He’s “Mr. 1,000” now, but Jon Busch isn't wasting time patting himself on the back after hitting the century mark in career saves.
He has a lot more grinding to do. He’s a keeper.
A 5-foot-10 native of Queens, N.Y., and a big hockey fan, Busch became the seventh player in MLS history to reach the 1,000 save plateau with a point-blank stop on Erik Hurtado in the Earthquakes' 3-2 loss at the Vancouver Whitecaps FC on May 3.
Busch, 37, followed with his third shutout of the season in a 0-0 draw against the Colorado Rapids. Two more clean sheets, and he will have 79 shutouts for his career, matching former Earthquake Joe Cannon at No. 3 all time in MLS.
Stubborn and fiercely determined, Busch has answered his critics through the years in the best way possible: Through performance. He has refused to step aside.
“I’ve always kind of had the deck stacked against me,” Busch said. “I’ve always outworked people and proved people wrong. That’s kind of been my M.O. from the time I was 13, 14 years old when I started with the national team. It’s motivation that I use every day. Even in today’s world, so many good players, there’s still reporters and still people that question me, or think that I’m done, or gonna be done, or somebody’s gonna take it from me. I use all that kind of negative talk to fuel myself and just keep proving people wrong.”
Busch borrows from hockey parlance in describing himself as a “grinder.”
“I battle and I grind every day; those are the guys that you find in any sport that stick around the longest, you know,” he said.
For those who think he might be slowing down, Busch matched his career high with 33 starts in 2013 and recorded 100 saves for the sixth time in his career.
Father Time is getting quite a battle from Busch. People often predict that the end of his career has arrived, only to be proven wrong.
“I’ve been hearing that for three, four, five years now,” Busch said. “The age, I don’t even look at that. It’s more about how I feel and how I’m playing. That’s more of a measuring stick than how old I am. If I feel like I’m playing well, and I can continue to do that and stay healthy, then the years will just keep ticking.”
Busch made 367 saves with Columbus from 2002-06, and 240 with Chicago from 2007-09. He has 398 saves since joining the Earthquakes in 2010.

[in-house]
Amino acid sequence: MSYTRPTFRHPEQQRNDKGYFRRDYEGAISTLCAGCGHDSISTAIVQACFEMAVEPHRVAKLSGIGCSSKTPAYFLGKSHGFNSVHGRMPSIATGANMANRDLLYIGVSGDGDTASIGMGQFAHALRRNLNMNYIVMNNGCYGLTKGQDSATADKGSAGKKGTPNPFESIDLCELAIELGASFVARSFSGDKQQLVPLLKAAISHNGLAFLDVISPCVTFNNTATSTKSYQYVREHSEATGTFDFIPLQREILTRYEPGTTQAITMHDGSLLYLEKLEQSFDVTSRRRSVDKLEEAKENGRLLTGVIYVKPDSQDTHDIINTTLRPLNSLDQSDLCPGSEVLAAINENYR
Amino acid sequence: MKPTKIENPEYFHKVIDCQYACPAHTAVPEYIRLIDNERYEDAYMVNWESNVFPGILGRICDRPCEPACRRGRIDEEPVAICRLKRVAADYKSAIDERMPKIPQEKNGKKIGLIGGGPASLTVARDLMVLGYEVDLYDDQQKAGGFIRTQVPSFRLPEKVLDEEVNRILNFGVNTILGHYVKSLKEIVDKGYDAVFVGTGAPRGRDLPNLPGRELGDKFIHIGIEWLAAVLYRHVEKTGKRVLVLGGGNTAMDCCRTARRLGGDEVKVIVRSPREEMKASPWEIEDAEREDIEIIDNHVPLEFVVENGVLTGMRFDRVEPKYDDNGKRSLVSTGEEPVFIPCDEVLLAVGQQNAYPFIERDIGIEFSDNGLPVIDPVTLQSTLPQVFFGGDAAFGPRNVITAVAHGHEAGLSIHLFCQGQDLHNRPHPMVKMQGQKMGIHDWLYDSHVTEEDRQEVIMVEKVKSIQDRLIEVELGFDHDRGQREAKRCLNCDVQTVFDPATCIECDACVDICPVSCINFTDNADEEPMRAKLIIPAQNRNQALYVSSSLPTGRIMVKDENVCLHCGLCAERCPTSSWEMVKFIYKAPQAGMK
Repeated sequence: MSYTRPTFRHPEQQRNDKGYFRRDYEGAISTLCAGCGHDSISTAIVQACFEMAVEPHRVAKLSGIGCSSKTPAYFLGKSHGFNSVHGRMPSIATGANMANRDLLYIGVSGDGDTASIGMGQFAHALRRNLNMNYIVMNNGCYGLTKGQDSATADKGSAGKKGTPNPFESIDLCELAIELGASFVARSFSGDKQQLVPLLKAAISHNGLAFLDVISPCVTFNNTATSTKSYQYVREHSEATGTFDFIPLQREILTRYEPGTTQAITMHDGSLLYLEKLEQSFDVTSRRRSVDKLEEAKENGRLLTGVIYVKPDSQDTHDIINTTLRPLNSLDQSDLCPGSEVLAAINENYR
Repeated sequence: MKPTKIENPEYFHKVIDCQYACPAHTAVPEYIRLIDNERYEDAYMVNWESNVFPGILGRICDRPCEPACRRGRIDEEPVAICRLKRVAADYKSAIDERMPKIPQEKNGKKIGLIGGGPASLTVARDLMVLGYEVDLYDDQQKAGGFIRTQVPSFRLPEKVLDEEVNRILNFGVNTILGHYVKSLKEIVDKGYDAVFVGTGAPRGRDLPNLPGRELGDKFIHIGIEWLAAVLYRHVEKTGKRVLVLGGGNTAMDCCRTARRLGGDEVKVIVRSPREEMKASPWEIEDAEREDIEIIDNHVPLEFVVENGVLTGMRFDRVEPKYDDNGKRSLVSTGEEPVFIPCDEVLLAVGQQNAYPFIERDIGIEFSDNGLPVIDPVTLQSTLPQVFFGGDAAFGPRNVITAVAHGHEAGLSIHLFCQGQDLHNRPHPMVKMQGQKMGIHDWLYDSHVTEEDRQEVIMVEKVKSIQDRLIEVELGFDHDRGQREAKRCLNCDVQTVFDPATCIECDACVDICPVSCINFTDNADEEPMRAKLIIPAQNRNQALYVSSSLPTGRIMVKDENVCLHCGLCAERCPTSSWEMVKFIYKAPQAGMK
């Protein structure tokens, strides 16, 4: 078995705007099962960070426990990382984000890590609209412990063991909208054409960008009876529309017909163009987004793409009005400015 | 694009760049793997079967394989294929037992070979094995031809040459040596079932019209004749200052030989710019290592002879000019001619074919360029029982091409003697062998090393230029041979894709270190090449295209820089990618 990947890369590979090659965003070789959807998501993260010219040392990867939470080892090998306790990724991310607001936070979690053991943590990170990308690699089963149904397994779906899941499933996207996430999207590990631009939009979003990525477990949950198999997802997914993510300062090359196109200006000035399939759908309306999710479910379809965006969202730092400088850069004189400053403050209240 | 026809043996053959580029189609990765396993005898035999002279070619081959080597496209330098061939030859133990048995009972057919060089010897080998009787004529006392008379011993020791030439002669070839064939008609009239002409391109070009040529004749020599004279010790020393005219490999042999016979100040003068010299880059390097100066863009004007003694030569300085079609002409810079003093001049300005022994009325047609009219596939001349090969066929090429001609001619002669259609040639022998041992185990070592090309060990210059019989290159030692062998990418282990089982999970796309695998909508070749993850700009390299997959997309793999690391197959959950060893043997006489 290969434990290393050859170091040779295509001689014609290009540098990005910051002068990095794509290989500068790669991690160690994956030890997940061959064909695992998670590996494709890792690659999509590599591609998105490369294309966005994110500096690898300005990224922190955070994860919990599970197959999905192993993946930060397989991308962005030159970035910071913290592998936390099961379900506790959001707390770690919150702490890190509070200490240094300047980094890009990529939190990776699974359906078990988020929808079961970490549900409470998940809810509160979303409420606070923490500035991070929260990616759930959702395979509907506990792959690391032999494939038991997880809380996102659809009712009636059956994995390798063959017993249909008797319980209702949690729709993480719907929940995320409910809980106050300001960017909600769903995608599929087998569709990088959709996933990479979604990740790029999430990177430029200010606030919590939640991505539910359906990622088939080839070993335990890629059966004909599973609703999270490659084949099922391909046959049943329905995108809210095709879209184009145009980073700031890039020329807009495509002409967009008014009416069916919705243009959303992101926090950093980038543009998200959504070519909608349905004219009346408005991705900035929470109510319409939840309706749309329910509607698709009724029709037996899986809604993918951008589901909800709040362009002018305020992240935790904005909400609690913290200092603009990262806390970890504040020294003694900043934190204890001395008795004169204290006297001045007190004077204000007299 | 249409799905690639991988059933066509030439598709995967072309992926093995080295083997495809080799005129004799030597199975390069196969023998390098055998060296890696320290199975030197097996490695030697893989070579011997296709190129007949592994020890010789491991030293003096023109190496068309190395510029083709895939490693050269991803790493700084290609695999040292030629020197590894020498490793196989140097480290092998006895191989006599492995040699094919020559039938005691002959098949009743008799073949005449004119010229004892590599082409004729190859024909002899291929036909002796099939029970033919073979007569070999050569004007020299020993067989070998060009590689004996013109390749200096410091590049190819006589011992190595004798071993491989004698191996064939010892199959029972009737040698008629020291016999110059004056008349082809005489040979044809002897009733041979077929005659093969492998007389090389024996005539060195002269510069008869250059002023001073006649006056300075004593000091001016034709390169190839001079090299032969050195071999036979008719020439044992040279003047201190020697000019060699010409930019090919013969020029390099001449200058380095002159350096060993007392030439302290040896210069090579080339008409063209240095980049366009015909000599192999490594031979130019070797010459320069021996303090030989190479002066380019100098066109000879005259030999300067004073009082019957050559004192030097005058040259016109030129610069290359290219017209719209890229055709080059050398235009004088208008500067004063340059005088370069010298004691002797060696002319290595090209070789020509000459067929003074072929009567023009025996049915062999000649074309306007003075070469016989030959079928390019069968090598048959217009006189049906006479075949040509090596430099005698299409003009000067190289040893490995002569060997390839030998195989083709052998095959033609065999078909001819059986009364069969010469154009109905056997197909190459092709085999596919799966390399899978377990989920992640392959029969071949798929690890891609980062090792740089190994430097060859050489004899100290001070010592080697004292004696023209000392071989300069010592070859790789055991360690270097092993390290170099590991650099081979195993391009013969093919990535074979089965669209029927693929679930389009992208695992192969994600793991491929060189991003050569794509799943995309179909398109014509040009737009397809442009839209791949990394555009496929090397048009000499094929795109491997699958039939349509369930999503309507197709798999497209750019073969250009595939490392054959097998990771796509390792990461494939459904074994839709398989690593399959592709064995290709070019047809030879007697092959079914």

He is seventh all time in MLS with 106 wins, but Busch doesn’t seem fixated on personal landmarks. For the Quakes, it’s all about getting three points on Saturday and going on a hot streak.
“Individual accomplishments aren’t something that I started playing for,” Busch said, referencing his 1,000 career saves. “If you stick around long enough, balls will hit you and you finally end up getting some stats. It’s gonna be a cool one when I’m all said and done.”
Known for his positioning and organizational skills in the back, and his toughness, Busch agrees that the vocal side of goalkeeping is a vital component of the craft. The idea is to keep players positioned properly so you don’t have to make a bunch of big saves.
“It’s a very big part of goalkeeping,” he said. “The more experience you have, you are able to read situations better than when you were younger. I was always taught from a young age that the best goalkeepers in the world are the ones that organize the best in the games; are the ones that see the fewest shots per game. That’s something that was kind of beat into me in my early days. It’s something I really try to work on each game and make things not only easier for myself, but also for the guys in front of me.”
With all the roster fluctuations on the back line, Busch has embraced the challenge of adapting to different personnel.
“The nice thing for us, is even with the changes we have almost every game now, the guys are all seasoned professionals,” he said. “You look at Ty Harden and the couple of times he’s been called upon this season, he’s been tremendous. So he has the experience. That makes it a little bit easier when you put in a guy that has that experience in there.”
-- Richter Media